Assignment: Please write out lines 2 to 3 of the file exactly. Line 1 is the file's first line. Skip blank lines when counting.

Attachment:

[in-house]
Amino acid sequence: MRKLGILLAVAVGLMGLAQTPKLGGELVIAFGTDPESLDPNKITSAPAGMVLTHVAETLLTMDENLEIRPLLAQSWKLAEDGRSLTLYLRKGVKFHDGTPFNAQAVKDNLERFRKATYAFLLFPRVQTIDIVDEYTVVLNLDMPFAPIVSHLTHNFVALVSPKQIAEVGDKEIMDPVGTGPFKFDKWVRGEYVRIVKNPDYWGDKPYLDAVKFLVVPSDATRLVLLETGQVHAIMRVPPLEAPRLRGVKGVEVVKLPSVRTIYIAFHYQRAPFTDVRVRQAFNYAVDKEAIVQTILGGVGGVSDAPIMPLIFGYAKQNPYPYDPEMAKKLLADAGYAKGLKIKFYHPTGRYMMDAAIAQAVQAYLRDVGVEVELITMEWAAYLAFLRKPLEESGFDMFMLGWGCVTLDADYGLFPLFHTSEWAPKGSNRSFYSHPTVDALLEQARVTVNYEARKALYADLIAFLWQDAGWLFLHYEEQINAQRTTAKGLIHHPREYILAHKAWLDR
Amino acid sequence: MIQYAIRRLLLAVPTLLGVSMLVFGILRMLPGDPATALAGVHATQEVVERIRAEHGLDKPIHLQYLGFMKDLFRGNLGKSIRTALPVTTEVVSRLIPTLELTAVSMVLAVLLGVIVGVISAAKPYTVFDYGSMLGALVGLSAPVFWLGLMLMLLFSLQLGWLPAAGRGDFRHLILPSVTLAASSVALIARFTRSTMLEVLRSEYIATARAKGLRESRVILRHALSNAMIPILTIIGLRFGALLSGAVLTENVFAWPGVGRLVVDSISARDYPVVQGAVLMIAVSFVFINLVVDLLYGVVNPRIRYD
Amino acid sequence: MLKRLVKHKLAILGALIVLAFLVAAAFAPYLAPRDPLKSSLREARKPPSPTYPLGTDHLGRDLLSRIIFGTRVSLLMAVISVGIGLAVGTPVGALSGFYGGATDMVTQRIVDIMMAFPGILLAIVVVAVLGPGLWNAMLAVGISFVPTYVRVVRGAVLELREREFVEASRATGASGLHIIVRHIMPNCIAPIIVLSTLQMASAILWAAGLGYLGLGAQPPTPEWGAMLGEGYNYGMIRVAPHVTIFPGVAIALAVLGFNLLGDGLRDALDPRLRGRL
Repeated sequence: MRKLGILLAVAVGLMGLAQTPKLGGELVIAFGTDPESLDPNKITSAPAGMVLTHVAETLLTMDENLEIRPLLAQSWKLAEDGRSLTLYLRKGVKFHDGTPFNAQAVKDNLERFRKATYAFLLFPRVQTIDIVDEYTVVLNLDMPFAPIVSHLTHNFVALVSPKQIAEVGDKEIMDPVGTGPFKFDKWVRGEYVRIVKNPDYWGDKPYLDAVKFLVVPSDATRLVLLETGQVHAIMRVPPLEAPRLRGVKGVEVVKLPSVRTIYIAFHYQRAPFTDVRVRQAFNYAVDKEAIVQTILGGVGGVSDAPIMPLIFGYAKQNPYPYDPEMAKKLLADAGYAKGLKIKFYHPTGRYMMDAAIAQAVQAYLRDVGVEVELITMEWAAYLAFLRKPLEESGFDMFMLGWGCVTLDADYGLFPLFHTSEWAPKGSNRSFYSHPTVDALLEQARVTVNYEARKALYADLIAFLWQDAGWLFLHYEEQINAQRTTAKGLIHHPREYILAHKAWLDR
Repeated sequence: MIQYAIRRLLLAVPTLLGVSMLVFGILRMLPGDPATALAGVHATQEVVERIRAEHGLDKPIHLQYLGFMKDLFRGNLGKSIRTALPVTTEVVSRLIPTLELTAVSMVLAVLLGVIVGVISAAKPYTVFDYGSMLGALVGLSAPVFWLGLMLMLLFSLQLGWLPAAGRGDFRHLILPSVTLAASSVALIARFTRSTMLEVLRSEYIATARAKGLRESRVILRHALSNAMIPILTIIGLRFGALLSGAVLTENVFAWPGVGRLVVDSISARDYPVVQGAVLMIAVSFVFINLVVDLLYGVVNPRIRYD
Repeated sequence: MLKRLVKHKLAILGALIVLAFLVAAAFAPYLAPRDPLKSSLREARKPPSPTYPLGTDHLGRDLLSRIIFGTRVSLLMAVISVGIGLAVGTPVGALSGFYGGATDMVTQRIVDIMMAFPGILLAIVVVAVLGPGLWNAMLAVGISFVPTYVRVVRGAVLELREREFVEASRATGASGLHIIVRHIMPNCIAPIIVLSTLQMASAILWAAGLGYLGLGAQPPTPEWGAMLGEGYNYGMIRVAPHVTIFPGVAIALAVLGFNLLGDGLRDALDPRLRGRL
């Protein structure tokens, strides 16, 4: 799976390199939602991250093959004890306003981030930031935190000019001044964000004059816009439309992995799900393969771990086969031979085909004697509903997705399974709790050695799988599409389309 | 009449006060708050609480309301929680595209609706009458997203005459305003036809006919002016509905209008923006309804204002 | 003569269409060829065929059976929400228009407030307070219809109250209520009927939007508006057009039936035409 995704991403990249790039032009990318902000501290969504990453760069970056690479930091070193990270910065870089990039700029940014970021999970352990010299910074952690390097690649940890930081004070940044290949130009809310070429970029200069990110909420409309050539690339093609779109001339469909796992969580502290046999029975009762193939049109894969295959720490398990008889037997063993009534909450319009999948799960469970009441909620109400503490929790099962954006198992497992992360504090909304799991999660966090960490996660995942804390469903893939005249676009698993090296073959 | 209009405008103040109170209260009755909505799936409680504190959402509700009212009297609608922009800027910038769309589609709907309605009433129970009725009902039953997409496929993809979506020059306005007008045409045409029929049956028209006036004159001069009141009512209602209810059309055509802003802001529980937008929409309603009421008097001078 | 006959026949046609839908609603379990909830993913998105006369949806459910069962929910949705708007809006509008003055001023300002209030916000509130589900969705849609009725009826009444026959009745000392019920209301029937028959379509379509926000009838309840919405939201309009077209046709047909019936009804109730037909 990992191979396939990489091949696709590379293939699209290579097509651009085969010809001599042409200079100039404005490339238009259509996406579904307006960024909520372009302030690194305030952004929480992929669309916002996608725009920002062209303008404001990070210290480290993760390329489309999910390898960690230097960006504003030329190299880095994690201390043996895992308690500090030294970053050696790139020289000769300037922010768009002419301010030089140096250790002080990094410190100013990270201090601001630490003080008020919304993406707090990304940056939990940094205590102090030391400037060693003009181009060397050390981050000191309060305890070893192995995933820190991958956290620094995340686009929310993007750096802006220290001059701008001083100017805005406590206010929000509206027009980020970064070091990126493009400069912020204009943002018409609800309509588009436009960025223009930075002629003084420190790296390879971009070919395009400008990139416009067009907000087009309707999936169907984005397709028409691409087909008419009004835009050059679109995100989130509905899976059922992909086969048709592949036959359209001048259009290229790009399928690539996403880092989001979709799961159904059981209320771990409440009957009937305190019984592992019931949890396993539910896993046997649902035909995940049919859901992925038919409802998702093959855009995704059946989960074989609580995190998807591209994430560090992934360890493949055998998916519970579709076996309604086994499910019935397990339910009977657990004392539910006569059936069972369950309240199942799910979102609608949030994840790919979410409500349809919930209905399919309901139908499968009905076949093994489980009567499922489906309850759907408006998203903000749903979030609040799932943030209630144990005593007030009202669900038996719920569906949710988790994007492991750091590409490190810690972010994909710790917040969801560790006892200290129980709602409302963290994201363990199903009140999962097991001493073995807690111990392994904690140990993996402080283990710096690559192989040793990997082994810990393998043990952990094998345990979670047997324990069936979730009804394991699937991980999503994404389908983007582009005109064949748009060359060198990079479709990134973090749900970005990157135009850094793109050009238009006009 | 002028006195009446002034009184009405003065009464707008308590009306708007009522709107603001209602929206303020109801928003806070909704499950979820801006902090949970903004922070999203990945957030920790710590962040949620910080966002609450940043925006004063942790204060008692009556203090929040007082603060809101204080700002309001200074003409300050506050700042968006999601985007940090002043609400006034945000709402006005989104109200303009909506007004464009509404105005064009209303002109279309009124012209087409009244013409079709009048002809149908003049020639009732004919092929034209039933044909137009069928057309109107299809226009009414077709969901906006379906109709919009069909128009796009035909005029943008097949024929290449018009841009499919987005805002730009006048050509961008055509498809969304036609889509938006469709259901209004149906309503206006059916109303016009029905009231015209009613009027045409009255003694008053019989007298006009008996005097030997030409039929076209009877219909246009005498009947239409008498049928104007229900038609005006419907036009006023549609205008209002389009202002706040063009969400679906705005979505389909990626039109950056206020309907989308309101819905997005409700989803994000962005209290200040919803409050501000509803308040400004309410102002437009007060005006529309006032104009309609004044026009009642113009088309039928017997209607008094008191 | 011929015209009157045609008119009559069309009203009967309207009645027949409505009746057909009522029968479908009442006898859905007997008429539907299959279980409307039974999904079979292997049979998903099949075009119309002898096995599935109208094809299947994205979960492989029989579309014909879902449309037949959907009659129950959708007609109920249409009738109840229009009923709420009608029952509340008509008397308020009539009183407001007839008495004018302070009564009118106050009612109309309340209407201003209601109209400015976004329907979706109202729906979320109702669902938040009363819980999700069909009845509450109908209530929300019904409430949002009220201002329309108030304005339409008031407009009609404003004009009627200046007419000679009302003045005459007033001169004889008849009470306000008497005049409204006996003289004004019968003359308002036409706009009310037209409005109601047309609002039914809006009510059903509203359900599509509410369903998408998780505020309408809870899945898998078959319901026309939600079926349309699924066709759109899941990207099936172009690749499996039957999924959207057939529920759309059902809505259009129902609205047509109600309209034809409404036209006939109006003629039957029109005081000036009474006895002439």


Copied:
Amino acid sequence: MRKLGILLAVAVGLMGLAQTPKLGGELVIAFGTDPESLDPNKITSAPAGMVLTHVAETLLTMDENLEIRPLLAQSWKLAEDGRSLTLYLRKGVKFHDGTPFNAQAVKDNLERFRKATYAFLLFPRVQTIDIVDEYTVVLNLDMPFAPIVSHLTHNFVALVSPKQIAEVGDKEIMDPVGTGPFKFDKWVRGEYVRIVKNPDYWGDKPYLDAVKFLVVPSDATRLVLLETGQVHAIMRVPPLEAPRLRGVKGVEVVKLPSVRTIYIAFHYQRAPFTDVRVRQAFNYAVDKEAIVQTILGGVGGVSDAPIMPLIFGYAKQNPYPYDPEMAKKLLADAGYAKGLKIKFYHPTGRYMMDAAIAQAVQAYLRDVGVEVELITMEWAAYLAFLRKPLEESGFDMFMLGWGCVTLDADYGLFPLFHTSEWAPKGSNRSFYSHPTVDALLEQARVTVNYEARKALYADLIAFLWQDAGWLFLHYEEQINAQRTTAKGLIHHPREYILAHKAWLDR
Amino acid sequence: MIQYAIRRLLLAVPTLLGVSMLVFGILRMLPGDPATALAGVHATQEVVERIRAEHGLDKPIHLQYLGFMKDLFRGNLGKSIRTALPVTTEVVSRLIPTLELTAVSMVLAVLLGVIVGVISAAKPYTVFDYGSMLGALVGLSAPVFWLGLMLMLLFSLQLGWLPAAGRGDFRHLILPSVTLAASSVALIARFTRSTMLEVLRSEYIATARAKGLRESRVILRHALSNAMIPILTIIGLRFGALLSGAVLTENVFAWPGVGRLVVDSISARDYPVVQGAVLMIAVSFVFINLVVDLLYGVVNPRIRYD